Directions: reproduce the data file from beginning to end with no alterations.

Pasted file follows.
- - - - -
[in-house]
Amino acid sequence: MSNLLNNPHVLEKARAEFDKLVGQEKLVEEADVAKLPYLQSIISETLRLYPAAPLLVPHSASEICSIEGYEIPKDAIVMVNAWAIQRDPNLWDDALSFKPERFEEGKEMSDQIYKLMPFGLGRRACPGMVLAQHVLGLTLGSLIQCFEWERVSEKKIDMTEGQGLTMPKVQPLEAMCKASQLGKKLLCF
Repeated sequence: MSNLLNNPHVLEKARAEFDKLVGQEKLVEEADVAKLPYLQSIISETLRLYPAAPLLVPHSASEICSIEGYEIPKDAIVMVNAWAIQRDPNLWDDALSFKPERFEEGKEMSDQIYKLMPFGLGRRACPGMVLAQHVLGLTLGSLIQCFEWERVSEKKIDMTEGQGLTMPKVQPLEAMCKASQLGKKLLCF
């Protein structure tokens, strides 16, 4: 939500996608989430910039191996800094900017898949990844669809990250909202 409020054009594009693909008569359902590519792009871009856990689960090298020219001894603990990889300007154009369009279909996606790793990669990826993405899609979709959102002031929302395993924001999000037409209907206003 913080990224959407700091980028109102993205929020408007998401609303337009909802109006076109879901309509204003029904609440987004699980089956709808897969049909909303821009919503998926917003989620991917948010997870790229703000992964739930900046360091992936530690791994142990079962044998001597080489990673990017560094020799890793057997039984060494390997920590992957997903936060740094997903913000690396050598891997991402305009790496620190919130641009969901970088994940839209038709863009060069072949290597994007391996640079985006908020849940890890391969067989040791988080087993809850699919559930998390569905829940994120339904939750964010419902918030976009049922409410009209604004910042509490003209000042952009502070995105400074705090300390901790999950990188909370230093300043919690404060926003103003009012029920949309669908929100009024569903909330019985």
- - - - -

[in-house]
Amino acid sequence: MSNLLNNPHVLEKARAEFDKLVGQEKLVEEADVAKLPYLQSIISETLRLYPAAPLLVPHSASEICSIEGYEIPKDAIVMVNAWAIQRDPNLWDDALSFKPERFEEGKEMSDQIYKLMPFGLGRRACPGMVLAQHVLGLTLGSLIQCFEWERVSEKKIDMTEGQGLTMPKVQPLEAMCKASQLGKKLLCF
Repeated sequence: MSNLLNNPHVLEKARAEFDKLVGQEKLVEEADVAKLPYLQSIISETLRLYPAAPLLVPHSASEICSIEGYEIPKDAIVMVNAWAIQRDPNLWDDALSFKPERFEEGKEMSDQIYKLMPFGLGRRACPGMVLAQHVLGLTLGSLIQCFEWERVSEKKIDMTEGQGLTMPKVQPLEAMCKASQLGKKLLCF
């Protein structure tokens, strides 16, 4: 939500996608989430910039191996800094900017898949990844669809990250909202 409020054009594009693909008569359902590519792009871009856990689960090298020219001894603990990889300007154009369009279909996606790793990669990826993405899609979709959102002031929302395993924001999000037409209907206003 913080990224959407700091980028109102993205929020408007998401609303337009909802109006076109879901309509204003029904609440987004699980089956709808897969049909909303821009919503998926917003989620991917948010997870790229703000992964739930900046360091992936530690791994142990079962044998001597080489990673990017560094020799890793057997039984060494390997920590992957997903936060740094997903913000690396050598891997991402305009790496620190919130641009969901970088994940839209038709863009060069072949290597994007391996640079985006908020849940890890391969067989040791988080087993809850699919559930998390569905829940994120339904939750964010419902918030976009049922409410009209604004910042509490003209000042952009502070995105400074705090300390901790999950990188909370230093300043919690404060926003103003009012029920949309669908929100009024569903909330019985």